The clinical and demographic characteristics of nonneuronopathic Gaucher disease in 887 children at diagnosis

Arch Pediatr Adolesc Med. 2006 Jun;160(6):603-8. doi: 10.1001/archpedi.160.6.603.


Objective: To describe the clinical and demographic characteristics of nonneuronopathic Gaucher disease (GD) in children at the time of diagnosis.

Design: Longitudinal observational database of the International Collaborative Gaucher Group Gaucher Registry.

Setting: Data reported to the Registry from January 1, 1989, to June 3, 2005, were included in this report.Patients/

Participants: All 887 patients were diagnosed as having nonneuronopathic GD from birth to younger than 18 years and did not receive enzyme replacement therapy.

Main outcome measures: Eight measures of the clinical manifestations and demographics of nonneuronopathic GD.

Results: The most common signs and symptoms noted were splenomegaly (95%), hepatomegaly (87%), radiologic bone disease (81%), thrombocytopenia (50%), anemia (40%), growth retardation (34%), bone pain (27%), and bone crisis (9%). Anemia and more severe splenomegaly and hepatomegaly were observed more frequently in younger patients. Skeletal manifestations were found more often in older children. Only 23% were identified as Ashkenazi Jews.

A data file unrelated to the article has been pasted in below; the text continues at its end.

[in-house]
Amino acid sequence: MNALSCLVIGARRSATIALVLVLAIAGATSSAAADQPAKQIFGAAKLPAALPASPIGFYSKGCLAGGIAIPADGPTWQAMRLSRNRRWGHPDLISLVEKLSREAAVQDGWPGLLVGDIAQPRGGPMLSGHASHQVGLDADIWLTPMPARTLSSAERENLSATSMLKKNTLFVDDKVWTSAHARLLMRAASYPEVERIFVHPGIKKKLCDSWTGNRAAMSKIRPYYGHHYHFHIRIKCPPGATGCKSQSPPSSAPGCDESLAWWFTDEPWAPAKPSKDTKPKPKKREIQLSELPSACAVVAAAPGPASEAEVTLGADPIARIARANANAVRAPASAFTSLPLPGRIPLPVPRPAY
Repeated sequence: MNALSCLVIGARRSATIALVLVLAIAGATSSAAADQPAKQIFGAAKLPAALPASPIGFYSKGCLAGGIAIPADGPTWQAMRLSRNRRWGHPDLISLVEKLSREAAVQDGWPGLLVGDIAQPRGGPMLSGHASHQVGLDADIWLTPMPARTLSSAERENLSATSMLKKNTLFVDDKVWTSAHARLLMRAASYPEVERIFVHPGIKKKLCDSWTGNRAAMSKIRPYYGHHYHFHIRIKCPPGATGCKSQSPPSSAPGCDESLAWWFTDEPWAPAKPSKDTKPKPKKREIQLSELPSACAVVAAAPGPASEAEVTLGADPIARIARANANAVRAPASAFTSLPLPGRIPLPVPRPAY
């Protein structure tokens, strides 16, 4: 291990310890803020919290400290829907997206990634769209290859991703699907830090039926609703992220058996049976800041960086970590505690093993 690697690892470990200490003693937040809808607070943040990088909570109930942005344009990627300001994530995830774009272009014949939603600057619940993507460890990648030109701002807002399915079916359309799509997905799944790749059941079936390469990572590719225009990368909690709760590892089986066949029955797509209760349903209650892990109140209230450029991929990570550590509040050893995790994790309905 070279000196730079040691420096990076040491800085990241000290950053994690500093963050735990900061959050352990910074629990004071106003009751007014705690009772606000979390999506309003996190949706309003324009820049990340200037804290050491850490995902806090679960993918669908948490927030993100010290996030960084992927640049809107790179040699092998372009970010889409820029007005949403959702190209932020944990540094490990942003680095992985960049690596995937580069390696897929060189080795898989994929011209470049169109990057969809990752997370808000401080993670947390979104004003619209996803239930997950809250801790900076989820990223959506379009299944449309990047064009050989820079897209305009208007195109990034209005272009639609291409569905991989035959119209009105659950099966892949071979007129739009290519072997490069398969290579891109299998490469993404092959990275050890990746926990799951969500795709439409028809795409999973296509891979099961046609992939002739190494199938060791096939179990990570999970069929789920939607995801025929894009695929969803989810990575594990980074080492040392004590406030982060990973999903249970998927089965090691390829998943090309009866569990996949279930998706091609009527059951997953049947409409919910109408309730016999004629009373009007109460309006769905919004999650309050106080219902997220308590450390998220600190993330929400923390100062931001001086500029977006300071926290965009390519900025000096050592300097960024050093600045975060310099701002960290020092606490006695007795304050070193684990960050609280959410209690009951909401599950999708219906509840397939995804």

Conclusions: Nonneuronopathic GD commonly manifests in childhood and affects many ethnic groups. The high prevalence of rare mutations may be associated with earlier onset and/or more severe disease. Increased awareness of the clinical and demographic characteristics of nonneuronopathic GD in children may improve early recognition of this treatable lysosomal storage disorder, decrease morbidity, and prevent irreversible sequelae.

Publication types

  • Research Support, Non-U.S. Gov't

MeSH terms

  • Adolescent
  • Anemia / etiology
  • Bone Diseases / etiology
  • Child
  • Child, Preschool
  • Female
  • Gaucher Disease / complications*
  • Gaucher Disease / diagnosis
  • Growth Disorders / etiology
  • Hepatomegaly / etiology
  • Humans
  • Infant
  • Infant, Newborn
  • Longitudinal Studies
  • Male
  • Splenomegaly / etiology
  • Thrombocytopenia / etiology